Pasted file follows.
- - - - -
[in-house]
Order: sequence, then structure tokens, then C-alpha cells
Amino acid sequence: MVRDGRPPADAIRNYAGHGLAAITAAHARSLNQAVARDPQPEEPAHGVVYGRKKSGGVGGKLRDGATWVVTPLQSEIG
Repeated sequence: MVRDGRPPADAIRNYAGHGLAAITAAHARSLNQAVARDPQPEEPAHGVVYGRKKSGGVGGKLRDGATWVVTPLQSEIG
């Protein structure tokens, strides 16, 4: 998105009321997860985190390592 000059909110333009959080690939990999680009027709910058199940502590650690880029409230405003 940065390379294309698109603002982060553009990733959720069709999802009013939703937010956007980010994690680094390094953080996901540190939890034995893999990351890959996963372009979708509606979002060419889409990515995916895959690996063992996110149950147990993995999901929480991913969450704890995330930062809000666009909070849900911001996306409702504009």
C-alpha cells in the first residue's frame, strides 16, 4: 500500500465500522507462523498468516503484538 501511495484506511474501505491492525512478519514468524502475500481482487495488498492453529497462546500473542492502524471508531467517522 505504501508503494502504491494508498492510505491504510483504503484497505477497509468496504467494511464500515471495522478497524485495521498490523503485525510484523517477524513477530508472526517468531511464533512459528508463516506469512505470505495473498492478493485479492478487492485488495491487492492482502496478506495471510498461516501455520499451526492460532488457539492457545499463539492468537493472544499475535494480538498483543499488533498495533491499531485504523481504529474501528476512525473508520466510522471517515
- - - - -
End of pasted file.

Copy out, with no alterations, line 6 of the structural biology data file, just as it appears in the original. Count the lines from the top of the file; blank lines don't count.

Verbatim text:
C-alpha cells in the first residue's frame, strides 16, 4: 500500500465500522507462523498468516503484538 501511495484506511474501505491492525512478519514468524502475500481482487495488498492453529497462546500473542492502524471508531467517522 505504501508503494502504491494508498492510505491504510483504503484497505477497509468496504467494511464500515471495522478497524485495521498490523503485525510484523517477524513477530508472526517468531511464533512459528508463516506469512505470505495473498492478493485479492478487492485488495491487492492482502496478506495471510498461516501455520499451526492460532488457539492457545499463539492468537493472544499475535494480538498483543499488533498495533491499531485504523481504529474501528476512525473508520466510522471517515